Older patients in a Swedish registry who took antidepressants had a greater incidence of hip fracture the year before beginning antidepressant therapy and the year after starting therapy, compared with individuals in a matched control group.
The use of antidepressants is associated with adverse events such as a higher risk of falls, wrote Jon Brännström, MD, and his colleagues in JAMA Psychiatry. Some evidence also suggests that antidepressants “might affect bone metabolism, thereby increasing the risk of hip fracture.”
To examine the relationship between antidepressants and hip fracture, Dr. Brännström and his colleagues performed a nationwide cohort study of 204,072 individuals in the Prescribed Drug Register of Sweden’s National Board of Health and Welfare. All of the individuals were aged at least 65 years (mean age, 80.1 years; 63.1% women) and filled a prescription for an antidepressant between July 2006 and December 2011. Selective serotonin reuptake inhibitors made up 62.6% of the antidepressants used.
Patients who filled an antidepressant prescription during that time period were matched with a control group of individuals by birth year and gender and were studied the year before and after beginning antidepressant therapy.
In the year after initiating antidepressant therapy, there was a 3.5% incidence rate for hip fractures, compared with 1.3% in the control group.
After adjusting the results using a conditional logistic regression model, the highest rate of hip fracture among antidepressant users occurred between 16 days and 30 days prior to filling the prescription (odds ratio, 5.76; 95% confidence interval, 4.73-7.01); this association persisted in further subgroup analyses based on age, reported Dr. Brännström, who is affiliated with the department of community medicine and rehabilitation and geriatric medicine at Umeå University (Sweden), and his colleagues.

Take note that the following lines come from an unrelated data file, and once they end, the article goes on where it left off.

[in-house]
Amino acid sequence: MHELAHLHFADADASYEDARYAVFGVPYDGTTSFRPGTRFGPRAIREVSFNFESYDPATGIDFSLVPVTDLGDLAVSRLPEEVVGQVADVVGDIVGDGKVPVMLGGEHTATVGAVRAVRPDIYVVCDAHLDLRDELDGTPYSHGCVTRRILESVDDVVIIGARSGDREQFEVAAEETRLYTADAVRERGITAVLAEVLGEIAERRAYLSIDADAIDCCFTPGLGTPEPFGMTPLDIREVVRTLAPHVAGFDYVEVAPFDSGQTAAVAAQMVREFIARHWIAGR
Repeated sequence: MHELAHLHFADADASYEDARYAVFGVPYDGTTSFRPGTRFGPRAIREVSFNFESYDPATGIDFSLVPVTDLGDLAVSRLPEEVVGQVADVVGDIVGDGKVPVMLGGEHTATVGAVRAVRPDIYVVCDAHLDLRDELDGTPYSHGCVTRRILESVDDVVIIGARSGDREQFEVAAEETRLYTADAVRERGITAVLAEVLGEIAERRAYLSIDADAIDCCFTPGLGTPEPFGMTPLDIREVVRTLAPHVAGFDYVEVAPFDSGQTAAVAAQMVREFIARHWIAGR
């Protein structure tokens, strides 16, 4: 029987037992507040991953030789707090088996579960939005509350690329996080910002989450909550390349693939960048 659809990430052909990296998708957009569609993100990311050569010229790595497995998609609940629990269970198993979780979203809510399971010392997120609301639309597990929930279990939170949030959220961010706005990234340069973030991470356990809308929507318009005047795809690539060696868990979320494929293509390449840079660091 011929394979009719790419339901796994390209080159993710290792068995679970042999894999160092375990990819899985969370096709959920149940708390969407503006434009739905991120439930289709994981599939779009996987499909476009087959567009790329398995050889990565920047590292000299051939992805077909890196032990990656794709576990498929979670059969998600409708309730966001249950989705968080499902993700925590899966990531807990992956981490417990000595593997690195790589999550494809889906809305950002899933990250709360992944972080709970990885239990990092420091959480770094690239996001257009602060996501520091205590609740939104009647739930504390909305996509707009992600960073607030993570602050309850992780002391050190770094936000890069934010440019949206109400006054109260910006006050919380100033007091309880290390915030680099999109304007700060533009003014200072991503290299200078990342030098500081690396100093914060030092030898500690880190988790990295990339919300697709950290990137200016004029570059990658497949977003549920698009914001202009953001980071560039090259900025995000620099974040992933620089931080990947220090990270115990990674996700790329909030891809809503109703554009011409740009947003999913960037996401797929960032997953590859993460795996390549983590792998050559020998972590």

They noted that, although the study included all Swedish individuals who filled prescriptions for antidepressants during the study period, there is an absence of primary care comorbidity data and indications for antidepressant use. In addition, the definition of high- and low-medication doses does not always match what is considered high and low therapeutically and the information that can be gleaned from merging data from several different registries was limited.
“These findings raise questions about associations between antidepressant use and hip fracture seen in previous observational studies,” Dr. Brännström and his colleagues wrote. “Further analysis of this association in treatment studies and examination of the incidence of hip fracture before and after the discontinuation of treatment is required and may shed further light on the possible residual risk associated with treatment.”
This study was funded by the Swedish Research Council. The authors reported no relevant conflicts of interest.
SOURCE: Brännström J et al. JAMA Psychiatry. 2019 Jan 2. doi: 10.1001/jamapsychiatry.2018.3679.